Though the Federal Communications Commission had scheduled a vote for next Tuesday on broad changes in intercarrier compensation and universal service fund (USF) policies, the prospects for passage of those major new initiatives — still unseen by the public — is diminishing as opposition grows. [Updated below]
In a note today, Stifel Nicolaus analysts wrote that they considered it unlikely that the FCC would enact comprehensive reform of intercarrier comp and USF “in the face of strong resistance, with so much still to sort out and so little time.”
“FCC officials appear to be struggling with the dizzying array of complicated legal, policy and business issues and implications, which appears to increase the risk of potential unintended consequences,” the analysts wrote.
In quarterly earnings calls in recent days, carrier CEOs had repeatedly said they hadn’t seen details of the complete proposal yet, and a growing number of US Senators and Congressmen as well as industry and consumer associations and state regulators have urged the FCC to postpone the vote until the proposal can be debated more thoroughly in public.
The current proposal, spearheaded by Chairman Kevin Martin, has been backed by Bell carriers and some rural local exchange carriers (it is rumored to include some RLEC concessions, such as more favorable USF rules and relief from “phantom traffic”), and that support “has generated momentum,” Stifel Nicolaus analysts wrote, adding, “There appears to be a serious chance the full commission could push the reform process forward on Nov. 4.”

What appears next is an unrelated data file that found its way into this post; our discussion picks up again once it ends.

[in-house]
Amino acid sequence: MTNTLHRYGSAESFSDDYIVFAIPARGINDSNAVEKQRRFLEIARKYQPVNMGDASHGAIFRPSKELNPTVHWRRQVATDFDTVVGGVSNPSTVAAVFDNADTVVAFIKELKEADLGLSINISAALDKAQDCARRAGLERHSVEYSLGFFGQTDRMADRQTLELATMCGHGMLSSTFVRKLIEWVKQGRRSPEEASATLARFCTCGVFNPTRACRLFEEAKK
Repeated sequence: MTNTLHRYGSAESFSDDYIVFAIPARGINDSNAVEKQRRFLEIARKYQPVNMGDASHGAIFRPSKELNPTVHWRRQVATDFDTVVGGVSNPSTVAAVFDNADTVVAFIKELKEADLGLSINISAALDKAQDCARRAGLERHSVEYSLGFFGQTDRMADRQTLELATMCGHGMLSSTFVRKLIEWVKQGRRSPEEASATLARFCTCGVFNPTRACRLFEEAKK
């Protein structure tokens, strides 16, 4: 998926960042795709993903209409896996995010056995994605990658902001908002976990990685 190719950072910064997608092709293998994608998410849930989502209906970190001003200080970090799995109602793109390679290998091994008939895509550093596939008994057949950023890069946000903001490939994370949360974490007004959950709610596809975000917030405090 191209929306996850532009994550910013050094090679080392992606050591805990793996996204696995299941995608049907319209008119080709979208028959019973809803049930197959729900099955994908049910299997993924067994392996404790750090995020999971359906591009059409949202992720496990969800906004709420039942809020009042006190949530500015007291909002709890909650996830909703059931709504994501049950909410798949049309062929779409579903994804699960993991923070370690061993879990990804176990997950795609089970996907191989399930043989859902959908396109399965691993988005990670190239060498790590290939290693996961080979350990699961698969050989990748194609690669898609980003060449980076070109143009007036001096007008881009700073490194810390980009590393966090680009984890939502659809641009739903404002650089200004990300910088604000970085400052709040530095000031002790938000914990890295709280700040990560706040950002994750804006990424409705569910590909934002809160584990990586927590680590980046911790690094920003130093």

However, any reform passed next week is likely to be limited, they wrote.
“Our sense is that even if the commission adopts substantive reforms next Tuesday, it’s likely to narrow the scope of the order by seeking further review of some thorny disputes, and to soften the impact by diluting at least some targeted industry pain in order to lower the chance of a backlash (with access cuts not to take place before July 1, 2009 or maybe Jan. 1, 2010),” they wrote. “The details, of course, would be key.”
[Update: In a note late today, Stifel Nicolaus analysts said next week’s vote is apparently being postponed to next month by 4 FCC commissioners, but Chairman Martin, who has been pushing the reform package, reportedly has not yet agreed to this move. If the policy overhaul is delayed, it would be a blow to the Bell companies that support it as well as to Martin, and it would give the proposal’s many opponents more time to weigh in on the policy changes suggested.]